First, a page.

Unless otherwise noted, all photos by Takumi Ota
“Like huge Japanese lanterns, the harbors along Japan’s jagged coast sparkled at night last week with the blue fire of acetylene welding rods and the white glare of arc lights. The lights burned overtime as Japan worked to meet the greatest shipbuilding boom in its history. All 54 ways at Japan’s nine major shipyards are occupied; one ship is barely launched before a new keel is laid,” reported TIME Magazine in 1964.
Indeed, Japan used shipbuilding in the 1950s and 1960s to rebuild its industrial structure and the country dominated in the late 1980s, filling more than half of all orders worldwide. Japan has since lost its competitive edge to countries like South Korea but now, a group of artisans and designers are looking to revive shipbuilding but in an entirely different way – through furniture.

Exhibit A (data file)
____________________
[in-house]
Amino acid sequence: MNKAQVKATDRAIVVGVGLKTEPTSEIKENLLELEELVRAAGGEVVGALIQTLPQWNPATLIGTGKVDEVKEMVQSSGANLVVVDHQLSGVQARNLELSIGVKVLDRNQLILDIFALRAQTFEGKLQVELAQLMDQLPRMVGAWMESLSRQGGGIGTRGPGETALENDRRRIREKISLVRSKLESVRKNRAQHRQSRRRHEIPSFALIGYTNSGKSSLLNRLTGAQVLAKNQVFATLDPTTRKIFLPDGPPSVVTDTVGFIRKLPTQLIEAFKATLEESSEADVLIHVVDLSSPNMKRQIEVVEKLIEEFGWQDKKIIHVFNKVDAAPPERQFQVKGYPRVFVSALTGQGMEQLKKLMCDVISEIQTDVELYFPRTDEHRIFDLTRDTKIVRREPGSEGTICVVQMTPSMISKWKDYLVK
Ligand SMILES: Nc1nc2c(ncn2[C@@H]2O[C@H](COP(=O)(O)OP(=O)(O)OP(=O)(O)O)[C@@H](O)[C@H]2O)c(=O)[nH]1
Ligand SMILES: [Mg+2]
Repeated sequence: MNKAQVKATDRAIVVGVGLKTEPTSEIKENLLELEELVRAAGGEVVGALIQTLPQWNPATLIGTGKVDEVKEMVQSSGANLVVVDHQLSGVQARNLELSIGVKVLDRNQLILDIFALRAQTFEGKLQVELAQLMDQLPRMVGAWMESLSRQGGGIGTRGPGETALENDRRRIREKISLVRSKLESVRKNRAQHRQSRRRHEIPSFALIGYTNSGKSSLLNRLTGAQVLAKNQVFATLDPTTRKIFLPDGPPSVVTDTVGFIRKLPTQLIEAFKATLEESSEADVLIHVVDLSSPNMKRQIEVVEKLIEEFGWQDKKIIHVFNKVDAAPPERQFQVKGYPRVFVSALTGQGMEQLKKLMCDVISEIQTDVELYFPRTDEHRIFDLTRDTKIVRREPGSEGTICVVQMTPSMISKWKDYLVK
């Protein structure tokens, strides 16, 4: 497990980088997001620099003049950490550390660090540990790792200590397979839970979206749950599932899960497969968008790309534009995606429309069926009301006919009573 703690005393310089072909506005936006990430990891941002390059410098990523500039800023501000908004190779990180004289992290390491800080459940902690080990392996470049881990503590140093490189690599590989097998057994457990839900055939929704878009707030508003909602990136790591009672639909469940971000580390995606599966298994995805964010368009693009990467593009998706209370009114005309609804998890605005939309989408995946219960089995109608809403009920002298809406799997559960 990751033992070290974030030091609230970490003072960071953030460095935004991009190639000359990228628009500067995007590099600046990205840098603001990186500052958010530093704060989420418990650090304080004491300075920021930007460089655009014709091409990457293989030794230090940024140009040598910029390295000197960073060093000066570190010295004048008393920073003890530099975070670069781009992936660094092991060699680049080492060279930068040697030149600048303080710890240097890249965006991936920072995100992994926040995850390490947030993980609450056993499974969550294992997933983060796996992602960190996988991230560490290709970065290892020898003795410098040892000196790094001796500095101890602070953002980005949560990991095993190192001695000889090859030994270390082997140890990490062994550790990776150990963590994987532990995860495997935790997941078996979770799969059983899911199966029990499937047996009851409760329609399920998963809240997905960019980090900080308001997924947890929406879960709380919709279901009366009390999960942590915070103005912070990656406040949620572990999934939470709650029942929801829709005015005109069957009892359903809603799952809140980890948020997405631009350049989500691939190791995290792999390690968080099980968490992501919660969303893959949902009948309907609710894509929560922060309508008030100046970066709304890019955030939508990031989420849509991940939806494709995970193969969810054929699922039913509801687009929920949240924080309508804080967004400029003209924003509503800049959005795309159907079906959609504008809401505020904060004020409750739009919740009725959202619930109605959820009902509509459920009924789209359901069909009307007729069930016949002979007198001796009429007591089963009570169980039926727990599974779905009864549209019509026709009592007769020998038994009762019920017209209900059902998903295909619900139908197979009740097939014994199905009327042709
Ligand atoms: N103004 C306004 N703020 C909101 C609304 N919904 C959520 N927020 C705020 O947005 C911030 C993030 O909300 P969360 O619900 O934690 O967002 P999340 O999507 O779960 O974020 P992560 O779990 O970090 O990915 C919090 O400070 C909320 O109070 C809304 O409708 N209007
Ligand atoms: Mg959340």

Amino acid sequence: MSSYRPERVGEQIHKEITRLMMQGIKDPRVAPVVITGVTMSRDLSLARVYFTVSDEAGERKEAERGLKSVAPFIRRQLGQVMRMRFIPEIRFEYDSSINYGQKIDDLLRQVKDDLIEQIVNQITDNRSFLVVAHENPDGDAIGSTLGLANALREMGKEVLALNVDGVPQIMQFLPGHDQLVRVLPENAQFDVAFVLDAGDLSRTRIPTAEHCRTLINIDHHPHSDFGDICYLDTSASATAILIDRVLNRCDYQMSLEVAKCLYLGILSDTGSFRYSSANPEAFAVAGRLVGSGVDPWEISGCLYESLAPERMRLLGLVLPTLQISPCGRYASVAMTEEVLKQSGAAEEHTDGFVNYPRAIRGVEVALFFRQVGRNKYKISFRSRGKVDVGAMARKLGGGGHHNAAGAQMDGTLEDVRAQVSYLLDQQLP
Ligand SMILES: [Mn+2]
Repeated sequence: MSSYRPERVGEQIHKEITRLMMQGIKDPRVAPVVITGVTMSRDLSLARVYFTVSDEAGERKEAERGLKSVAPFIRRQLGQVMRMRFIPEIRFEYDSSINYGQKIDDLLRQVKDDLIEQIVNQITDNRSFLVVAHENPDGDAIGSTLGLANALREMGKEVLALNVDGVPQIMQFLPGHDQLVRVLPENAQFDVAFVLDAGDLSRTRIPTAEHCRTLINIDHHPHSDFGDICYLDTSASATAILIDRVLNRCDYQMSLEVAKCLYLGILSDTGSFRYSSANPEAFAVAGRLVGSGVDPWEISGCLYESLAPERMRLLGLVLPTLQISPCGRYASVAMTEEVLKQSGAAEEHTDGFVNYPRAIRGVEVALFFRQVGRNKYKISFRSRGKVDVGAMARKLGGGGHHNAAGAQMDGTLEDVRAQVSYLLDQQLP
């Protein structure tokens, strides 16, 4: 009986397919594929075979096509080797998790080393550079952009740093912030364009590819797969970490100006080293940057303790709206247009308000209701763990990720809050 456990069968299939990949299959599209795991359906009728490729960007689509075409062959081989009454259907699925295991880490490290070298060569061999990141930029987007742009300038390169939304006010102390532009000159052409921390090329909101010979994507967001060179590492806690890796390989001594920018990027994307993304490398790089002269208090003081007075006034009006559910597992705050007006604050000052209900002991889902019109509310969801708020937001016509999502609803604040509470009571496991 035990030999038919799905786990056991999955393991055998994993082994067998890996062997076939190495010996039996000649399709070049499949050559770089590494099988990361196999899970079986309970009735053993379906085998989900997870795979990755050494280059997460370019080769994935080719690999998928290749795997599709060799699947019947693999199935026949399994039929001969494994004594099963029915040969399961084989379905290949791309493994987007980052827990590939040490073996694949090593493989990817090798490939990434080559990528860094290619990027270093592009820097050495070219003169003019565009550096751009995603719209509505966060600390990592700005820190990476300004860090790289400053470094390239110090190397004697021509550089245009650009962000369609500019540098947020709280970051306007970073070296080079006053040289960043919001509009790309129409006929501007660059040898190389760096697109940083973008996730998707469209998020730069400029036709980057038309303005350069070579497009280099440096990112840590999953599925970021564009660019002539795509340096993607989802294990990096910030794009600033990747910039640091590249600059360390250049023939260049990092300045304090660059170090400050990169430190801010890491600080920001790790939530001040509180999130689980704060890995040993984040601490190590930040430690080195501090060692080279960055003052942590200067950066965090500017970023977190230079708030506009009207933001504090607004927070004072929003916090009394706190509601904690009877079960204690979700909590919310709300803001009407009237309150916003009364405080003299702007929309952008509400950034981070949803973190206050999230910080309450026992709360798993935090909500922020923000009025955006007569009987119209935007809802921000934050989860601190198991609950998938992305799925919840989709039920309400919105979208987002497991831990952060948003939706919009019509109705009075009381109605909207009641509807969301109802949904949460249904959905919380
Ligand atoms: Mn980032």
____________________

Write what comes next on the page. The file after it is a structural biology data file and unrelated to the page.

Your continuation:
“The heritage of many of the woodworking techniques used by Japanese carpenters originates from Japanese shipwrights,” said Jin Kuramoto (previously), who recently teamed up with a group of Hiroshima-based woodworkers to create a new furniture brand, MATSUSO T.
The brand is debuting with 2 lineups; the first, designed by Kuramoto himself, is called Nadia. The collection features curved sections of wood for the back of the chair – an image reminiscent of the hull of a ship. Look underneath the chairs and tables and you’ll see frames of interlocked struts, a technique used by the old shipbuilders. In fact, Hiroshima is home to Tsuneishi, one of Japan’s larger shipbuilders. In a wonderfulphoto essay the Tokyo-based photographer Androniki Christodoulou documented the shipyard.
The second lineup for MATSUSO T is a series of pentagaonl furniture called Five, designed by Swedish designer Claesson Koivisto. The entire series will be on display atStockholm Furniture Fair.